# Trigonometric Limit Problem

1. Apr 23, 2015

### terryds

1. The problem statement, all variables and given/known data
Find the limit of :
lim x-> (π/2) (2-2sin x)/(6x-3π)

2. The attempt at a solution

lim x-> (π/2) (2-2sin x)/(6x-3π)
=lim x-> (π/2) 2-2 sin x / 6 (x- (1/2)pi)

Assuming that y = x - (π/2)
So,
lim y->0 (2-2sin(y+pi/2))/6y
lim y->0 (2-2 (sin y cos pi/2 + cos y sin pi/2)/6y

Then, I substitute y=0 into the sin y cos pi/2 , so the equation remains :

lim y-> 0 (2-2 cos y sin pi/2)/6y
lim y->0 2(1-cos y sin pi/2) /6y
lim y-> 0 2 (2sin^2((1/2)y) sin pi/2) /6y
lim y->0 (4 sin^2 ((1/2)y) sin(pi/2)) /6y
lim y->0 (2/3) (sin^2 (1/2)y) (2*(1/2)y) (sin(pi/2))

Then, I'm stuck here, because I need one more (1/2)y as the denominator of sin(1/2)y , because sin^2(1/2)y = sin(1/2)y * sin(1/2)y, so I need two (1/2) y as the denominator
But, I can just make one. If I make two and normalize it, it'll be zero.. But, I'm not quite sure..

2. Apr 23, 2015

### paisiello2

Maybe try L'Hopital's rule?

3. Apr 23, 2015

### SammyS

Staff Emeritus
Maybe not -- in the pre-calculus forum .

4. Apr 23, 2015

### Staff: Mentor

Try to keep in mind the mathematical level of the student who posts a problem. Help for a problem posted in the Precalc section should generally not use ideas or concepts from calculus. Occasionally a member will post a problem in the wrong homework section, but we mentors make an effort to move such posts to the right places.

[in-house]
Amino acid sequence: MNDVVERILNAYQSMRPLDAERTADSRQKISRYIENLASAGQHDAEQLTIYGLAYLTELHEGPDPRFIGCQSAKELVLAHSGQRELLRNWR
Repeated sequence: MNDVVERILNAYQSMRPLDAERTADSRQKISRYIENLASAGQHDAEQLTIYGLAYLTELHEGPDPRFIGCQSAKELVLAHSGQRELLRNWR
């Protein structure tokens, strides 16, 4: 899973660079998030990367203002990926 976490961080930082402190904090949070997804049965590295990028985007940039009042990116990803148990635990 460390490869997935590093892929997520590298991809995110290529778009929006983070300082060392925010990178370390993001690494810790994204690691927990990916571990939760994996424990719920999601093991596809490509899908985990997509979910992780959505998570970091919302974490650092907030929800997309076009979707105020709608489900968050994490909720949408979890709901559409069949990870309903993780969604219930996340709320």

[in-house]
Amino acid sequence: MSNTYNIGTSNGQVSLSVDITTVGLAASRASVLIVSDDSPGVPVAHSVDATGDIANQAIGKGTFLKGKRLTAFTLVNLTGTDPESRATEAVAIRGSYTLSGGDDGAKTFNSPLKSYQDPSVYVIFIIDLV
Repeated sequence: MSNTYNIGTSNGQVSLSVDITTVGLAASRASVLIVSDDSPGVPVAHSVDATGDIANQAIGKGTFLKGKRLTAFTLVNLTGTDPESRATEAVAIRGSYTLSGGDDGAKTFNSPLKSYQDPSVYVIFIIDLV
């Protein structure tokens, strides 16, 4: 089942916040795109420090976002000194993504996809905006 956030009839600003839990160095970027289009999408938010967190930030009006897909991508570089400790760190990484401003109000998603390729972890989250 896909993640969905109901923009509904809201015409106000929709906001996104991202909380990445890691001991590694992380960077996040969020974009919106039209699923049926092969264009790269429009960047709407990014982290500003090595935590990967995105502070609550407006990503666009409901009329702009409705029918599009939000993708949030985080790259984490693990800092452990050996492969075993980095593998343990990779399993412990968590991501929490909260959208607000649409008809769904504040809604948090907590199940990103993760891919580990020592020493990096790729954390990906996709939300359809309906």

5. Apr 23, 2015

### SammyS

Staff Emeritus
No need to substitute y = 0 into sin(y) there, because cos(π/2) =0 so that sin(y)cos(π/2) =0 for all y ..

Also, there is no need for you to drag around sin(π/2) because, sin(π/2) = 1.

6. Apr 23, 2015

### paisiello2

Aren't limits a calculus concept?

7. Apr 23, 2015

### SammyS

Staff Emeritus
Sometimes yes, sometimes no. They are usually introduced before differentiation, so L'Hôpital's rule wouldn't be appropriate in that case.

8. Apr 23, 2015

### Staff: Mentor

You're right Sammy. My focus was on thinking that this problem was one in which $\lim_{x \to 0}\frac{1 - cos(x)}{x}$ was supposed to be used, and didn't notice the effect on the original problem caused by a changed sign. I've deleted that post of mine.

9. Apr 23, 2015

### SammyS

Staff Emeritus
me too -- deleted it.

It still comes to something of the form $\displaystyle \ \lim_{y \to 0}\frac{1 - \cos(y)}{y} \$ .

Last edited: Apr 23, 2015
10. Apr 24, 2015

### terryds

Hmm.. You're right..
Then, what should I do after :
lim y->0 (2/3) (sin(pi/2)) (sin^2 (1/2)y)/(2*(1/2)y)
??

If I make it like below
lim y->0 (2/3) (sin(pi/2)) (sin^2(1/2)y) / ((4y)((1/2)y)^2)
The limit will be undetermined (division by zero)
Then, what should I do ?

11. Apr 24, 2015

### SammyS

Staff Emeritus
( You continue to keep sin(π/2) in your expressions even though sin(π/2) = 1 . )

Have you learned that $\displaystyle\ \lim_{x\to 0}\frac{\sin(x)}{x}=1 \$ ?

12. Apr 24, 2015

### terryds

Yes, I have learned that..
That's why I make the equation :
lim y->0 (2/3) (sin(pi/2)) (sin^2(1/2)y) / ((4y)((1/2)y)^2)

I notice the sin^2(1/2)y/((1/2)y)^2 becomes 1
But, there is 4y in the denominator (to normalize the equation).. And if I plugged y = 0, it will be a division by zero

13. Apr 24, 2015

### SammyS

Staff Emeritus
That would make the limit undefined. Right ?

BUT, that 'extra' y should be in the numerator, not in the denominator.

14. Apr 24, 2015

### terryds

Yeah, you're right.. Got it! The limit is zero